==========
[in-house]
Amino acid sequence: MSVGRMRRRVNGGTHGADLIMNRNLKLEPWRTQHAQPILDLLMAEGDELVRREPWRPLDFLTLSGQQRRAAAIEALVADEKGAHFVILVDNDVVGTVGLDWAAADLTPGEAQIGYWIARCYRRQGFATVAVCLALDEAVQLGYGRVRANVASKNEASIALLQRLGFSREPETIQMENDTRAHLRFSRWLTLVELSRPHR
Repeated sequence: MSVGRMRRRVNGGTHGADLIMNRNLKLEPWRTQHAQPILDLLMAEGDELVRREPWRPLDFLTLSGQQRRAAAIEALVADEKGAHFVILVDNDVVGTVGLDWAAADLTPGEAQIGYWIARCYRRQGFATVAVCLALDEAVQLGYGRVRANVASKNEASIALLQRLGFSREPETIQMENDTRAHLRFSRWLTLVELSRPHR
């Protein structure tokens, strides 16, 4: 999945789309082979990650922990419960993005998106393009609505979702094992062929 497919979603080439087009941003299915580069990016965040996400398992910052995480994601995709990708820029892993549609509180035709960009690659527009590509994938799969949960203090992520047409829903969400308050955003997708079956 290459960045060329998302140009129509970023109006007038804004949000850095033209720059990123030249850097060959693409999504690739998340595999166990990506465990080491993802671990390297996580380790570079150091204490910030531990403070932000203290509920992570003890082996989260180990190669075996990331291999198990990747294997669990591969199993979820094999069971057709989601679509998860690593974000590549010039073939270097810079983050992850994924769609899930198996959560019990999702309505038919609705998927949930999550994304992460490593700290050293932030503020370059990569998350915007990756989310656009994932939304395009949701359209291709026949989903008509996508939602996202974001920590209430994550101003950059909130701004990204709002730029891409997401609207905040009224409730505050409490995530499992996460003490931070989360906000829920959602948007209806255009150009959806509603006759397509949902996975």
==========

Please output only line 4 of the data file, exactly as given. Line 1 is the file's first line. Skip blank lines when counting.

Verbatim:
């Protein structure tokens, strides 16, 4: 999945789309082979990650922990419960993005998106393009609505979702094992062929 497919979603080439087009941003299915580069990016965040996400398992910052995480994601995709990708820029892993549609509180035709960009690659527009590509994938799969949960203090992520047409829903969400308050955003997708079956 290459960045060329998302140009129509970023109006007038804004949000850095033209720059990123030249850097060959693409999504690739998340595999166990990506465990080491993802671990390297996580380790570079150091204490910030531990403070932000203290509920992570003890082996989260180990190669075996990331291999198990990747294997669990591969199993979820094999069971057709989601679509998860690593974000590549010039073939270097810079983050992850994924769609899930198996959560019990999702309505038919609705998927949930999550994304992460490593700290050293932030503020370059990569998350915007990756989310656009994932939304395009949701359209291709026949989903008509996508939602996202974001920590209430994550101003950059909130701004990204709002730029891409997401609207905040009224409730505050409490995530499992996460003490931070989360906000829920959602948007209806255009150009959806509603006759397509949902996975």